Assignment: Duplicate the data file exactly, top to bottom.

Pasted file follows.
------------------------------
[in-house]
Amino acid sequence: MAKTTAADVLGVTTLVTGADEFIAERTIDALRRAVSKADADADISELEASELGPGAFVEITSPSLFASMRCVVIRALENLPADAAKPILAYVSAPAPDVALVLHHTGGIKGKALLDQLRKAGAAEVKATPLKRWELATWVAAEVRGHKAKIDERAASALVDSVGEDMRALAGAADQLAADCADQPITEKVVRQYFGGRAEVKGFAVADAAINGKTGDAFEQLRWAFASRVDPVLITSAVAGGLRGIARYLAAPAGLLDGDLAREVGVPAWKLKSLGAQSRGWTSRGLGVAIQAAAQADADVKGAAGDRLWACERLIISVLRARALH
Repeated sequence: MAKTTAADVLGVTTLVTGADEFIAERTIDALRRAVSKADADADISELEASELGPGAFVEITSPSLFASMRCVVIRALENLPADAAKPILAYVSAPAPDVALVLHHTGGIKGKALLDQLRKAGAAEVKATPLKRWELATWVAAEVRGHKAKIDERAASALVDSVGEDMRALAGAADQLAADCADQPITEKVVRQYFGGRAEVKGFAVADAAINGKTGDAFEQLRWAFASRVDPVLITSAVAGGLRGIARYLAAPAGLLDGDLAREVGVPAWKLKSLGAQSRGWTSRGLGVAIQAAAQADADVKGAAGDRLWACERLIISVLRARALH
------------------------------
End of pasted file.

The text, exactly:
[in-house]
Amino acid sequence: MAKTTAADVLGVTTLVTGADEFIAERTIDALRRAVSKADADADISELEASELGPGAFVEITSPSLFASMRCVVIRALENLPADAAKPILAYVSAPAPDVALVLHHTGGIKGKALLDQLRKAGAAEVKATPLKRWELATWVAAEVRGHKAKIDERAASALVDSVGEDMRALAGAADQLAADCADQPITEKVVRQYFGGRAEVKGFAVADAAINGKTGDAFEQLRWAFASRVDPVLITSAVAGGLRGIARYLAAPAGLLDGDLAREVGVPAWKLKSLGAQSRGWTSRGLGVAIQAAAQADADVKGAAGDRLWACERLIISVLRARALH
Repeated sequence: MAKTTAADVLGVTTLVTGADEFIAERTIDALRRAVSKADADADISELEASELGPGAFVEITSPSLFASMRCVVIRALENLPADAAKPILAYVSAPAPDVALVLHHTGGIKGKALLDQLRKAGAAEVKATPLKRWELATWVAAEVRGHKAKIDERAASALVDSVGEDMRALAGAADQLAADCADQPITEKVVRQYFGGRAEVKGFAVADAAINGKTGDAFEQLRWAFASRVDPVLITSAVAGGLRGIARYLAAPAGLLDGDLAREVGVPAWKLKSLGAQSRGWTSRGLGVAIQAAAQADADVKGAAGDRLWACERLIISVLRARALH